# Kapenta

### Kapenta: the old saws

(2) | 3=1+2 |

4=1+3 | |

5=1+4=2+3 | |

6=2+4 | |

7=3+4 | |

(3) | 6=1+2+3 |

7=1+2+4 | |

8=1+3+4 | |

9=2+3+4 | |

(4) | 10=1+2+3+4 |

Kapenta has the same rules as Kakuro except that the only digits
allowed are 1, 2, 3 and 4. Since the second rule allows no repeats,
this means that no clue can be longer than 4. All possible clues
are given in this table. There is only one clue with a non-unique
partition. We will write 6_{2} and 7_{2} when these
two numbers are used in a clue for 2 white cells, but 6_{3}
and 7_{3} otherwise.

When A and B are two clues which uniquely determine the number
at their intersection, we write A∩B for that unique number
(a∩B=B∩A). Among all 15 intersecting clues that could
be placed in a 2×2 block, only the following 3 exist:
3∩4=1, 3∩6_{2}=2 and 4∩7_{2}=3.
One also has 8 others: 3∩8=1=4∩7_{3},
3∩9=2=6_{2}∩6_{3}, 4∩9=3=7_{2}∩6_{3}
and 6_{2}∩8=4=7_{2}∩7_{3}. The
following 2 have no solutions: 3∩7_{2} and 4∩6_{2},.
Everything else has multiple solutions.

### The simplest templates: M=3,4

The counting for the template with M=3 has already been done. There
are 3 essentially different solutions, labelled by the clues (3,4),
(3,6_{2}) and (4,7_{2}). Under a reflection in the dotted
diagonal, each generates another puzzle by interchanging the clues. There
are 3 essentially different puzzles with M=3, each doubled if we count
symmetry related puzzles separately.

These M=3 puzzles can each be extended to M=4 in two ways because [Cc] can be filled in two ways: either [Cc]=[Bb], or [Cc] is the fourth different digit. Clearly, therefore, M=4 puzzles are labelled by 3 clues (W,X,Y). There are 6 essentially different puzzles, each doubled under symmetries.

### The templates M=5,6 inside 2×3 blocks

For every unique solution with M=4 inside 2×2 blocks, one can extend one of the rows or columns by one cell. Then there are two ways to fill this new cell, implying that the corresponding clue can be one out fo two. Therefore, there are 12 essentially different puzzles on this template, each doubled under interchange of the two equivalent rows or columns.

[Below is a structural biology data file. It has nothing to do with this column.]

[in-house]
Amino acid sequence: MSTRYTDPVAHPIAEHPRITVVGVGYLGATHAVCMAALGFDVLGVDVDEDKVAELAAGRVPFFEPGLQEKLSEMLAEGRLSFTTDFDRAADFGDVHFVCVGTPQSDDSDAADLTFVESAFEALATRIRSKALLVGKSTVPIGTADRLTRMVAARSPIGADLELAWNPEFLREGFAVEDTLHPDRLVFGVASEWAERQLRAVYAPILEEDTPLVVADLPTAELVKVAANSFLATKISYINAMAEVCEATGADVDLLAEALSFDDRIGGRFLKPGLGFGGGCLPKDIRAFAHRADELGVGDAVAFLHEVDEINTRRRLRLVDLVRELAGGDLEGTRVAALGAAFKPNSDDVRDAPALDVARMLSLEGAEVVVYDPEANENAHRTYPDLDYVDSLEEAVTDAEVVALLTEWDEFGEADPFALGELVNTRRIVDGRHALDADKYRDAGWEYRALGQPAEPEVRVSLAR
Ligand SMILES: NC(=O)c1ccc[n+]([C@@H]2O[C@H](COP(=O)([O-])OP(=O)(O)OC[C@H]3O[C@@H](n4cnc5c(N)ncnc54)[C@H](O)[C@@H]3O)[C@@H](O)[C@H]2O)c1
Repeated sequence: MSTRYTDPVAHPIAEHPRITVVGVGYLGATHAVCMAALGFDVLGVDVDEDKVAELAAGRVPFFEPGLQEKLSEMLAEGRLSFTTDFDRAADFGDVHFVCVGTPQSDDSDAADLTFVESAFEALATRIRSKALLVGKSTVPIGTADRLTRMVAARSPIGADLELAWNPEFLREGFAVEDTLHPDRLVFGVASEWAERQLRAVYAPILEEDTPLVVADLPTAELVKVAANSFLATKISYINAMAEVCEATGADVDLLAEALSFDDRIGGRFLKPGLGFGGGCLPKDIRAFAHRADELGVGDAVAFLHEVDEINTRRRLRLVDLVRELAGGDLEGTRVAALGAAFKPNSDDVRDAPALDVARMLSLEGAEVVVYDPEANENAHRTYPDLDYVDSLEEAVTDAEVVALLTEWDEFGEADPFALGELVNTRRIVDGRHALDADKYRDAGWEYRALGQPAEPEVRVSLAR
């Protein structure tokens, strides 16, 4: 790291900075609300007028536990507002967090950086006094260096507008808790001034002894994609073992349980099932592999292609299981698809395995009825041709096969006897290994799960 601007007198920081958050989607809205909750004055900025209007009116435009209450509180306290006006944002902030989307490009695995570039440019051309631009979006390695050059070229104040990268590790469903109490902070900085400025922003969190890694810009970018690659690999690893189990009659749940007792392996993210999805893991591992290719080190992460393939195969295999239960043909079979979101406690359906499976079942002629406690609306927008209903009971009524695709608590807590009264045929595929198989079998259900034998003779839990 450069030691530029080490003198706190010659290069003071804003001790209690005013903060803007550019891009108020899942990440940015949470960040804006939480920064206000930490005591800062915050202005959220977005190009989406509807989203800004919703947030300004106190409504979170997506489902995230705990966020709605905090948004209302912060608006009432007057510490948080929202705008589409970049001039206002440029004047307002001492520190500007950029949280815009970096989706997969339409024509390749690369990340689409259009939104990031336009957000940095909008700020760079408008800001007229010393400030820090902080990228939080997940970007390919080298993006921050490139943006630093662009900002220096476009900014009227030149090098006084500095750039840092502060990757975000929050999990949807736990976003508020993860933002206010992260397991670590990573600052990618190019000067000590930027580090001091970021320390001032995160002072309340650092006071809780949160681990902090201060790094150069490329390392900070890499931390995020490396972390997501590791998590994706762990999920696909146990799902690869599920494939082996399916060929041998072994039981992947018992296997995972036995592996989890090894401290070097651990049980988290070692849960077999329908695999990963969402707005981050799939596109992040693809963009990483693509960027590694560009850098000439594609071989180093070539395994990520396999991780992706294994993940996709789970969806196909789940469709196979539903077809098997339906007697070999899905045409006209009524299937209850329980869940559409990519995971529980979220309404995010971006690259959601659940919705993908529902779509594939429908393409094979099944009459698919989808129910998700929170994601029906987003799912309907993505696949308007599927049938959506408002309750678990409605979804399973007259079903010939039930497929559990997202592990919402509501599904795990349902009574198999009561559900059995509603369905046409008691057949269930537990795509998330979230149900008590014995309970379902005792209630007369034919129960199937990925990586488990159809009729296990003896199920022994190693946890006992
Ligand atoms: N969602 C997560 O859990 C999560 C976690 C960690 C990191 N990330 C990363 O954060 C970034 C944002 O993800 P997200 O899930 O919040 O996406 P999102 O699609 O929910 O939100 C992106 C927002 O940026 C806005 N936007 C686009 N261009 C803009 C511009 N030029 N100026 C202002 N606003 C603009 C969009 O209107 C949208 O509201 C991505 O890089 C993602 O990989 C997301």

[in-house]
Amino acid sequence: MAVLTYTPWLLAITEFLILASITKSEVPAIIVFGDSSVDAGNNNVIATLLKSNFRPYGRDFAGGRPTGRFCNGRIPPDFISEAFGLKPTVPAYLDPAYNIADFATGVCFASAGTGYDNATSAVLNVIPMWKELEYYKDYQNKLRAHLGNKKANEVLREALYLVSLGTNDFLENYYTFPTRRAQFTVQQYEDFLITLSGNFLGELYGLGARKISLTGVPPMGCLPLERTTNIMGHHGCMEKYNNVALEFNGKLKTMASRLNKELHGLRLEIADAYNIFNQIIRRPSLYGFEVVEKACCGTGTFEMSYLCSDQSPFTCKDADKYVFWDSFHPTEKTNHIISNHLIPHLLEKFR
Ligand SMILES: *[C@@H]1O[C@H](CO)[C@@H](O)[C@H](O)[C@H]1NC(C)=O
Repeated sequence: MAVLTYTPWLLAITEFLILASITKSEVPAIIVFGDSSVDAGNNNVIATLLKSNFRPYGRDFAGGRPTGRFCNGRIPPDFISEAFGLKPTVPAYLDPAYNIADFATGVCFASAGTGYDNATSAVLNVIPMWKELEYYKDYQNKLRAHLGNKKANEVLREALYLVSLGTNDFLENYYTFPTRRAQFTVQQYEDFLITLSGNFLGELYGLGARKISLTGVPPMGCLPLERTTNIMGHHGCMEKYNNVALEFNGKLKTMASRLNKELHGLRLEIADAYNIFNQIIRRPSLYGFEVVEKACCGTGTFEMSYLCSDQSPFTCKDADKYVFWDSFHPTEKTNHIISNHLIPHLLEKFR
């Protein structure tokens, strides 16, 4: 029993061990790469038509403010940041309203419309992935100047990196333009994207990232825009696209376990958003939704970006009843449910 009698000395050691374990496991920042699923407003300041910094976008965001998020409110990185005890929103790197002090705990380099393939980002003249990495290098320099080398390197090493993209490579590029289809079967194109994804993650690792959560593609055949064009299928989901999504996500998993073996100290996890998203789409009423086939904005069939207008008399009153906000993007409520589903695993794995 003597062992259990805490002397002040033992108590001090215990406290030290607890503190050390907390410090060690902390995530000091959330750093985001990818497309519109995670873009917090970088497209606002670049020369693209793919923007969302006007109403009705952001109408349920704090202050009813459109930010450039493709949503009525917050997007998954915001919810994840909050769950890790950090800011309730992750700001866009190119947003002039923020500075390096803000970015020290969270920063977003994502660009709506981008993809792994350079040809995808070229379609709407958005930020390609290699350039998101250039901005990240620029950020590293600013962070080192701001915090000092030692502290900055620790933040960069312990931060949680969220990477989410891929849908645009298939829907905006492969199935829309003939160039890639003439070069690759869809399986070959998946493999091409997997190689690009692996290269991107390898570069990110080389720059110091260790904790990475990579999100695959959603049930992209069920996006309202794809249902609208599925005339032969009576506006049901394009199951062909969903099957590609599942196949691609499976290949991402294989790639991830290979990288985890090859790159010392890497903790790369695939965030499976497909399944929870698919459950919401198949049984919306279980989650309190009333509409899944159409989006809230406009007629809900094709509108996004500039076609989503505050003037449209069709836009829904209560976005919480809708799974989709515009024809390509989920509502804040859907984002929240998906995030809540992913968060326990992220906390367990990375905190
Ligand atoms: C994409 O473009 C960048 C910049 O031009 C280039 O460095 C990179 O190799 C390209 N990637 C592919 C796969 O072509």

The rectangular 2×3 block allows unique solutions for Kapenta, unlike for Kaquadro. First, the two long clues cannot be the same, and no two of the three short clues can be the same, otherwise a permutation of any solution also yields a solution. To find all the solutions, start from the M=5 template analyzed above. There are two cases. In one case, the 5th cell value was different from either of the values in the parallel smaller clue. In this case, the new white cell added to that can be filled in exactly one way, since it cannot have any of the two values in one direction and one value in the other direction. In the second case, the new cell could have one of two values.

### M=6,7 inside a 3×3 block

Carrying on the counting from the M=5 case, the new square can be filled in any of 3 ways. Hence there are 24 essentially different puzzles, each doubled under symmetry. The puzzles are labelled by the clues (A,B,C,D).

So here is the counting for M=7. Bb can be filled in 3 different ways. Each filling determines [Bc] and [Cb], and they are different. Now [Cc] can be filled in 2 different ways: [Cc]=[Bb] and [Cc]≠[Bb]. For each choice of [Cc], there are 2 ways of filling each of Cd and Dc. Of these exactly half have [Cd]≠[Dc], so [Dd] can be filled in either of 2 ways. The remainder can be filled in either of 3 ways. Therefore there are a total of 60 solutions, which lie in 30 essentially different classes. Each puzzle can be uniquely labelled by the clues (A,B,C,D,E).

The distinction between Kaquadro and Kapenta on this template is crucial. In Kaquadro, solving [Bb] gave an unique filling of the template. In Kapenta one needs to solve [Bb] and [Cc] independently. Extensions of this template to L intersecting 2×2 blocks, giving M=3L+1 has similar properties. In Kaquadro all such blocks were fixed as soon as [Bb] was solved. In Kapenta (and its larger siblings), these require solution of L free variables.

© Sourendu Gupta. Mail me if you want to reproduce any part of this page. My mailing address is a simple (satisfactory) puzzle for you to solve. Created on 30 November, 2006. Last modified on 4 December, 2006.